• Cost saving of any complaints or claims as a result of drafting errors (e.g. using prior client’s details in contract, not using market-standard or latest wording, etc). Copy and pasting text has its risks!

Resourcing

The purpose of document automation is to create efficiencies in the drafting of documents. However, the byproduct of this is that it is possible to shift the first draft generation of agreements downwards in seniority. The seniors would have been part of the creation of the template in the first place, understand how it works conditionally and which data inputs are required and when. That knowledge is then utilised in the automation of the template. It then allows more junior members of the team to draft agreements quickly based on the constraints set out in the automation (ie document used, inputs added, conditional clauses added, etc). 

This probably isn’t factored into the cost equation you would have done previously as it’s difficult to ascertain but be aware that the tech itself allows you to make benefits to ‘people’ and ‘process’ internally that will amplify the time/cost savings.

For in-house teams that may be at capacity – implementing a document automation solution that allows others within the business to create first drafts may be of benefit. It’s difficult to assess how much time is saved but it may be a way of increasing capacity in the team, and thus relieving the pressure to bring in further expensive legal resource to fulfil the drafting needs of the internal clients.

Reputation

An intangible benefit to document automation, and especially client-facing document automation tools like Ment, is that reputation can be enhanced. This is for the following reasons:

  • Output is more consistent (output from anyone in the team will be in the same format which is easier for the client to review if it’s an ongoing relationship);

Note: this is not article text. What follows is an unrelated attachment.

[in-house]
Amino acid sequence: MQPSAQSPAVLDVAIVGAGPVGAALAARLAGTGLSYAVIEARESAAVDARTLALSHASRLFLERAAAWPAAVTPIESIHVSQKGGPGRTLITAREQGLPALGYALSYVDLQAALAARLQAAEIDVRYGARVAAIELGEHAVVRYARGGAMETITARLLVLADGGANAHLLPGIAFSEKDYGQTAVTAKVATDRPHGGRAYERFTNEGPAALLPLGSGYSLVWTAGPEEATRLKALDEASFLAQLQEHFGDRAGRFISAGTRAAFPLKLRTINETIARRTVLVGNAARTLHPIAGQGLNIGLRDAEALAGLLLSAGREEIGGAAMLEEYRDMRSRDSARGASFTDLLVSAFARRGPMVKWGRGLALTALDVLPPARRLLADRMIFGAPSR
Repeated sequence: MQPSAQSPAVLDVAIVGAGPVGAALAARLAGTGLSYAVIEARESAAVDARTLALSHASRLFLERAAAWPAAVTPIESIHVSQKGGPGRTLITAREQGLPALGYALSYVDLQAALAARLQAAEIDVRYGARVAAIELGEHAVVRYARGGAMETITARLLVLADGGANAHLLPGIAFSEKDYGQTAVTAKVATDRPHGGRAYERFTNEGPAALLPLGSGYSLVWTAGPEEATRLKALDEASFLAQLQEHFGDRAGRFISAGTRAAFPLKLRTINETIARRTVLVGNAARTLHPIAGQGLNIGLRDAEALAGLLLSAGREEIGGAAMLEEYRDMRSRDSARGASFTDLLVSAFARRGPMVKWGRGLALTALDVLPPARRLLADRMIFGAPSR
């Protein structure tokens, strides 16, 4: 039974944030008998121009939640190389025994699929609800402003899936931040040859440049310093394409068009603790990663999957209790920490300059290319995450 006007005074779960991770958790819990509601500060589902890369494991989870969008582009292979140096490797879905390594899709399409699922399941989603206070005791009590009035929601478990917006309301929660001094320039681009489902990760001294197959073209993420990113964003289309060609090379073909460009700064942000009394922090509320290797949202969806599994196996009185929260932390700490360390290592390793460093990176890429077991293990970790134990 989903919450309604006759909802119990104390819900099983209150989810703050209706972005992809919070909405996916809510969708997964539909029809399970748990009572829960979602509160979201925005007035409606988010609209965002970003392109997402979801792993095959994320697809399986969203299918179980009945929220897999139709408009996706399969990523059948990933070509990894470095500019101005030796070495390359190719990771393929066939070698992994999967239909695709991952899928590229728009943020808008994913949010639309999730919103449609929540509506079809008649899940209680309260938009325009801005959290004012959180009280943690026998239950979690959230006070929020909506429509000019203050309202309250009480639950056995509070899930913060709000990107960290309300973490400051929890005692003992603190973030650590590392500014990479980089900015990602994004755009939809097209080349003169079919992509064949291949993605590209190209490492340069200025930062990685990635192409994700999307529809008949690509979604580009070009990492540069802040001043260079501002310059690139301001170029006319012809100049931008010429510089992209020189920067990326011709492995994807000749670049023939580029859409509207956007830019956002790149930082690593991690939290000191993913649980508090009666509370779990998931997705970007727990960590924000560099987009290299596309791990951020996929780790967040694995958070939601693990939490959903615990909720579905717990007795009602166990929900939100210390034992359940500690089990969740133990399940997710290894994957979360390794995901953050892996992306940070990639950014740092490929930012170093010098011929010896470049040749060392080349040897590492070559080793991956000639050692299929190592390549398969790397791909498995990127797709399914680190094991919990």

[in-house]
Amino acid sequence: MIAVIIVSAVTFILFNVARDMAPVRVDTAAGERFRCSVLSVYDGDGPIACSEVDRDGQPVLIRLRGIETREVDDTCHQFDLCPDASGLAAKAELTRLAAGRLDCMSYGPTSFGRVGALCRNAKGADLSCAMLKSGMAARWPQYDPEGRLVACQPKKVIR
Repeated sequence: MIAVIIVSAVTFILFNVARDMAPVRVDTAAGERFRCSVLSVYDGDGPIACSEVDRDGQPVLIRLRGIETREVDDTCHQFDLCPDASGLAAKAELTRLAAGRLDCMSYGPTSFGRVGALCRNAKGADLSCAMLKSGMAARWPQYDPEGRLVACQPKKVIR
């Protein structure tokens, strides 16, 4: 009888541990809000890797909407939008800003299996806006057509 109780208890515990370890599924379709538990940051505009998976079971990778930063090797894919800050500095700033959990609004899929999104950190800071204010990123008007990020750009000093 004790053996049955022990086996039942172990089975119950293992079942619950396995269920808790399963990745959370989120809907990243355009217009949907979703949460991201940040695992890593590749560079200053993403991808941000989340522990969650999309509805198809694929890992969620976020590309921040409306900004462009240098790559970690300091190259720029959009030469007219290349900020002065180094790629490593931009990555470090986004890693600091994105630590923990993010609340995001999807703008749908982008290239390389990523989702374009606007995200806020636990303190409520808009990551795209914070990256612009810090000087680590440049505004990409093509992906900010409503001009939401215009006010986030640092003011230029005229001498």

• Provided the templates are maintained properly, the document generated should always be the latest market-standard terms;
  • Client-facing data collection can make the process much easier for the client to provide information to the lawyer before they create the draft agreement; and
  • Internal clients (for in-house) and external clients (for law firms) can see that technology is being utilised to provide them with a better quicker service.

Other Benefits

  • Something that is potentially difficult to measure is job satisfaction. It is likely though that the impact of being able to draft quicker and easier (especially if usually done in volume) will increase job satisfaction. No one wants to fill in boxes, which a computer could do and certainly not the same information multiple times for the same document!
  • The overall increase in accuracy of drafted documents that have been generated from an approved base template (ie less errors, less risk). By answering a set of questions it also requires the drafter to apply their mind, which results in better output
  • Another factor that is difficult to measure but is likely to provide a benefit is the use of self-service document automation to assist clients with their own drafting needs. Offering a service like this is likely to produce a ‘sticky’ relationship, which if built upon, could lead to more lucrative work/cross-selling opportunities.

Some final points

The calculation of return on investment is likely to be a snapshot in time based on the working practices and working environment of the lawyers that you are looking to adopt it. Return on investment is therefore an estimate that could go up or down based on the following factors:

  • How successful the implementation was within the organisation
  • How successful the organisation was at managing change and therefore getting users to use the new tool
  • How diligent the organisation is in making sure that the templates are the latest templates (if not regularly updated then people will return to C: drive bad practices)
  • How much work you have in the pipeline

How Ment can help you

We can support you in the following ways:

  • We can provide you support for your business case and the calculations you require for your return on investment
  • We can work with you on a pilot to assess whether Ment is the right for you and so you’re able to assess the likely efficiency gains
  • We can work with you to manage change within your organisation to maximise your return on investment

Feel free to reach out to Marc May here for further information.